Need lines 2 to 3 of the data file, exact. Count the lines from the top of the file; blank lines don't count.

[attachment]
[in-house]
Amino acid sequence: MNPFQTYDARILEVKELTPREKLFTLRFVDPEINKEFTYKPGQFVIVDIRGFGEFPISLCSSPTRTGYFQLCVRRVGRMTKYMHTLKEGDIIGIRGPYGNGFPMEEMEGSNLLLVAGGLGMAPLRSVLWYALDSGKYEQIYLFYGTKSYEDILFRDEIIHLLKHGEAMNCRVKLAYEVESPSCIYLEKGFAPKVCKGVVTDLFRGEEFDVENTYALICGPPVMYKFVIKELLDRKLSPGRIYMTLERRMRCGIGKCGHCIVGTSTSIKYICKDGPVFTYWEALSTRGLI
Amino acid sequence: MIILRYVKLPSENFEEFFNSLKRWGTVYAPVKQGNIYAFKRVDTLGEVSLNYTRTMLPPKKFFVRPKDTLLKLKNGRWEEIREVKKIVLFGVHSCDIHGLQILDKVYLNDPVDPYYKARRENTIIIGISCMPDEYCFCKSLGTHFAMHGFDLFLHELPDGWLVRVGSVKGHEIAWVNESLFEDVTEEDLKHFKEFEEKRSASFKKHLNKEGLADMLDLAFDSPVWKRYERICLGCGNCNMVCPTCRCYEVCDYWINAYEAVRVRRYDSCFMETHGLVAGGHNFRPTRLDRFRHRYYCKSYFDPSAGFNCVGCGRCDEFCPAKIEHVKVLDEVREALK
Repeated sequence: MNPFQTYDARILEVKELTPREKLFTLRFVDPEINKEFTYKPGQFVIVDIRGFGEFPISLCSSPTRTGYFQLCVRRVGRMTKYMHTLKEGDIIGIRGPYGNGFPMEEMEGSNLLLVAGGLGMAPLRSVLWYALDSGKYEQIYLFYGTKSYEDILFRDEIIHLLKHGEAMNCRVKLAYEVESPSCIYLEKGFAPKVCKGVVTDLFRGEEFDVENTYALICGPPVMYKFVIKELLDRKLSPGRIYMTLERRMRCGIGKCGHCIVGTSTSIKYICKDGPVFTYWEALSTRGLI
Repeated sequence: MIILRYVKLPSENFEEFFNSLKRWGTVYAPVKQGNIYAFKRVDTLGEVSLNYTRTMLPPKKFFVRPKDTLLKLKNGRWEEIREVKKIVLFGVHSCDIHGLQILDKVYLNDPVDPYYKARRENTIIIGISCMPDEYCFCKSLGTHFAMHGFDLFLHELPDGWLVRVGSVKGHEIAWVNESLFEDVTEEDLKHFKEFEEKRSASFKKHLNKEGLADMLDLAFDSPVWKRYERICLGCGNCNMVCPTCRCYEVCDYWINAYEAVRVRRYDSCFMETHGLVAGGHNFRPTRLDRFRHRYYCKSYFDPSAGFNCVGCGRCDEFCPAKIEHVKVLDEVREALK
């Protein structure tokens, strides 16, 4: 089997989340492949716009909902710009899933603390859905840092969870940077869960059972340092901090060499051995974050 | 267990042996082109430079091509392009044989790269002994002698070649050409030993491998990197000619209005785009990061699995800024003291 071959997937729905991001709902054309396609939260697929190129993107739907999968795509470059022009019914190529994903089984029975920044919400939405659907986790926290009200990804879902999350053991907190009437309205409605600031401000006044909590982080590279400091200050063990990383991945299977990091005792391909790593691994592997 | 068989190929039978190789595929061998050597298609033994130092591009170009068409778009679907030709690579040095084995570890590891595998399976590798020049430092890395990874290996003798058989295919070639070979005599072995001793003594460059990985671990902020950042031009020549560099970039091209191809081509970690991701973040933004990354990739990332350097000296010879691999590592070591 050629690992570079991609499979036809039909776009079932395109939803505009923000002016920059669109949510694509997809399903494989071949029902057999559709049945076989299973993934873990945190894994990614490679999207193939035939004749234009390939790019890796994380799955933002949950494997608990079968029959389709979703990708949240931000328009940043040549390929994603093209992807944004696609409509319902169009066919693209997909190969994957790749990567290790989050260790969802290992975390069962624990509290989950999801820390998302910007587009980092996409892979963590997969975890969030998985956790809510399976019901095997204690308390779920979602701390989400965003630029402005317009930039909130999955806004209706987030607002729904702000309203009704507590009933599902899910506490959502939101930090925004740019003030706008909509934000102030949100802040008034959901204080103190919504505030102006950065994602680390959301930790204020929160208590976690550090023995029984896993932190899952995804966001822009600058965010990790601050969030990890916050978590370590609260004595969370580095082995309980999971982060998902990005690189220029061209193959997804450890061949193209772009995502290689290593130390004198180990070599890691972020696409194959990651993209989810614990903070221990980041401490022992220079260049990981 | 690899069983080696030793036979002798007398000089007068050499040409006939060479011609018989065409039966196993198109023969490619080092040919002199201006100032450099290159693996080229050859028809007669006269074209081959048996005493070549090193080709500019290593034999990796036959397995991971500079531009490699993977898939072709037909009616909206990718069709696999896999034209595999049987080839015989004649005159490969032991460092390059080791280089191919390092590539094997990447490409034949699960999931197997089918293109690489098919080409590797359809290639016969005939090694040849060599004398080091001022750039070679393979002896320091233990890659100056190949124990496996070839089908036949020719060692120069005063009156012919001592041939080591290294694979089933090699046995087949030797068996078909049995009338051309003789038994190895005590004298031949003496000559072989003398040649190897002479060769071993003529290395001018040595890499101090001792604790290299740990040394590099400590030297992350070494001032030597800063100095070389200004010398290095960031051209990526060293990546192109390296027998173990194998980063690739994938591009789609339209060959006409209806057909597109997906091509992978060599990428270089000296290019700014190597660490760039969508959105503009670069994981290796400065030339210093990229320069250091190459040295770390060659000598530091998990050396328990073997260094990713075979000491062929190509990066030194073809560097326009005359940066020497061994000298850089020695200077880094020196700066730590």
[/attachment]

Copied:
Amino acid sequence: MNPFQTYDARILEVKELTPREKLFTLRFVDPEINKEFTYKPGQFVIVDIRGFGEFPISLCSSPTRTGYFQLCVRRVGRMTKYMHTLKEGDIIGIRGPYGNGFPMEEMEGSNLLLVAGGLGMAPLRSVLWYALDSGKYEQIYLFYGTKSYEDILFRDEIIHLLKHGEAMNCRVKLAYEVESPSCIYLEKGFAPKVCKGVVTDLFRGEEFDVENTYALICGPPVMYKFVIKELLDRKLSPGRIYMTLERRMRCGIGKCGHCIVGTSTSIKYICKDGPVFTYWEALSTRGLI
Amino acid sequence: MIILRYVKLPSENFEEFFNSLKRWGTVYAPVKQGNIYAFKRVDTLGEVSLNYTRTMLPPKKFFVRPKDTLLKLKNGRWEEIREVKKIVLFGVHSCDIHGLQILDKVYLNDPVDPYYKARRENTIIIGISCMPDEYCFCKSLGTHFAMHGFDLFLHELPDGWLVRVGSVKGHEIAWVNESLFEDVTEEDLKHFKEFEEKRSASFKKHLNKEGLADMLDLAFDSPVWKRYERICLGCGNCNMVCPTCRCYEVCDYWINAYEAVRVRRYDSCFMETHGLVAGGHNFRPTRLDRFRHRYYCKSYFDPSAGFNCVGCGRCDEFCPAKIEHVKVLDEVREALK